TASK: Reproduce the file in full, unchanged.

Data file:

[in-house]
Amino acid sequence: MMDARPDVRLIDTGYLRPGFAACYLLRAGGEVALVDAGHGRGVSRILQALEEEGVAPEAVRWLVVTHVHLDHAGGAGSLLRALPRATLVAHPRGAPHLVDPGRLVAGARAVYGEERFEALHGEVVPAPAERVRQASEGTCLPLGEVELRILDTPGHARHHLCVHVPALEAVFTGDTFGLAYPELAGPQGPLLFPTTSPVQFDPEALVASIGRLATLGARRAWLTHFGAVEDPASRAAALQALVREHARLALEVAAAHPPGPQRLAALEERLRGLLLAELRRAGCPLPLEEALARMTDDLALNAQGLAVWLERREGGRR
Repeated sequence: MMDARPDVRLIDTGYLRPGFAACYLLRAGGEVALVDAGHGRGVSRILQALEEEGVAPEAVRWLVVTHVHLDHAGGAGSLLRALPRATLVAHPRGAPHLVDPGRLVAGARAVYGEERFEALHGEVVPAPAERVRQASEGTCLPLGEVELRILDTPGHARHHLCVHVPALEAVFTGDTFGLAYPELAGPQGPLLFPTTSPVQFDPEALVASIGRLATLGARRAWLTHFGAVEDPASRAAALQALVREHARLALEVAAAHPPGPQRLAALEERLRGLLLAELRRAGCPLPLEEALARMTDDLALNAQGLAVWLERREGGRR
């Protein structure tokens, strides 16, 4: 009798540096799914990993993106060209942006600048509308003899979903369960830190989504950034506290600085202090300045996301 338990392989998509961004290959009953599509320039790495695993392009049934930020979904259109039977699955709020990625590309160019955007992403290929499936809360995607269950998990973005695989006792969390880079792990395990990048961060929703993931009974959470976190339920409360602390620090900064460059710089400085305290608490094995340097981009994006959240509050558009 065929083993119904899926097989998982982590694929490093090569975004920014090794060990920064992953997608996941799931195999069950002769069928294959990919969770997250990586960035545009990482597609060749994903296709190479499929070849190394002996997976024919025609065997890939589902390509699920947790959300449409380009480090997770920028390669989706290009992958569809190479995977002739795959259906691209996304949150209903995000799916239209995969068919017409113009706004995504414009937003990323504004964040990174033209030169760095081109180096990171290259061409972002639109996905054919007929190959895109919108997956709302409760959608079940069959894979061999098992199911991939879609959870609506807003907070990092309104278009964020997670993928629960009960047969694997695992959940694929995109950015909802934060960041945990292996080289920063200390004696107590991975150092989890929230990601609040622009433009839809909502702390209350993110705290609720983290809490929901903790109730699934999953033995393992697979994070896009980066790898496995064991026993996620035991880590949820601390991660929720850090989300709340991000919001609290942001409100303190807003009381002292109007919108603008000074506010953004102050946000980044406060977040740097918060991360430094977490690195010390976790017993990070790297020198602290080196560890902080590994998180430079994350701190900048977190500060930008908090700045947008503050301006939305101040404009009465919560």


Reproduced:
[in-house]
Amino acid sequence: MMDARPDVRLIDTGYLRPGFAACYLLRAGGEVALVDAGHGRGVSRILQALEEEGVAPEAVRWLVVTHVHLDHAGGAGSLLRALPRATLVAHPRGAPHLVDPGRLVAGARAVYGEERFEALHGEVVPAPAERVRQASEGTCLPLGEVELRILDTPGHARHHLCVHVPALEAVFTGDTFGLAYPELAGPQGPLLFPTTSPVQFDPEALVASIGRLATLGARRAWLTHFGAVEDPASRAAALQALVREHARLALEVAAAHPPGPQRLAALEERLRGLLLAELRRAGCPLPLEEALARMTDDLALNAQGLAVWLERREGGRR
Repeated sequence: MMDARPDVRLIDTGYLRPGFAACYLLRAGGEVALVDAGHGRGVSRILQALEEEGVAPEAVRWLVVTHVHLDHAGGAGSLLRALPRATLVAHPRGAPHLVDPGRLVAGARAVYGEERFEALHGEVVPAPAERVRQASEGTCLPLGEVELRILDTPGHARHHLCVHVPALEAVFTGDTFGLAYPELAGPQGPLLFPTTSPVQFDPEALVASIGRLATLGARRAWLTHFGAVEDPASRAAALQALVREHARLALEVAAAHPPGPQRLAALEERLRGLLLAELRRAGCPLPLEEALARMTDDLALNAQGLAVWLERREGGRR
């Protein structure tokens, strides 16, 4: 009798540096799914990993993106060209942006600048509308003899979903369960830190989504950034506290600085202090300045996301 338990392989998509961004290959009953599509320039790495695993392009049934930020979904259109039977699955709020990625590309160019955007992403290929499936809360995607269950998990973005695989006792969390880079792990395990990048961060929703993931009974959470976190339920409360602390620090900064460059710089400085305290608490094995340097981009994006959240509050558009 065929083993119904899926097989998982982590694929490093090569975004920014090794060990920064992953997608996941799931195999069950002769069928294959990919969770997250990586960035545009990482597609060749994903296709190479499929070849190394002996997976024919025609065997890939589902390509699920947790959300449409380009480090997770920028390669989706290009992958569809190479995977002739795959259906691209996304949150209903995000799916239209995969068919017409113009706004995504414009937003990323504004964040990174033209030169760095081109180096990171290259061409972002639109996905054919007929190959895109919108997956709302409760959608079940069959894979061999098992199911991939879609959870609506807003907070990092309104278009964020997670993928629960009960047969694997695992959940694929995109950015909802934060960041945990292996080289920063200390004696107590991975150092989890929230990601609040622009433009839809909502702390209350993110705290609720983290809490929901903790109730699934999953033995393992697979994070896009980066790898496995064991026993996620035991880590949820601390991660929720850090989300709340991000919001609290942001409100303190807003009381002292109007919108603008000074506010953004102050946000980044406060977040740097918060991360430094977490690195010390976790017993990070790297020198602290080196560890902080590994998180430079994350701190900048977190500060930008908090700045947008503050301006939305101040404009009465919560």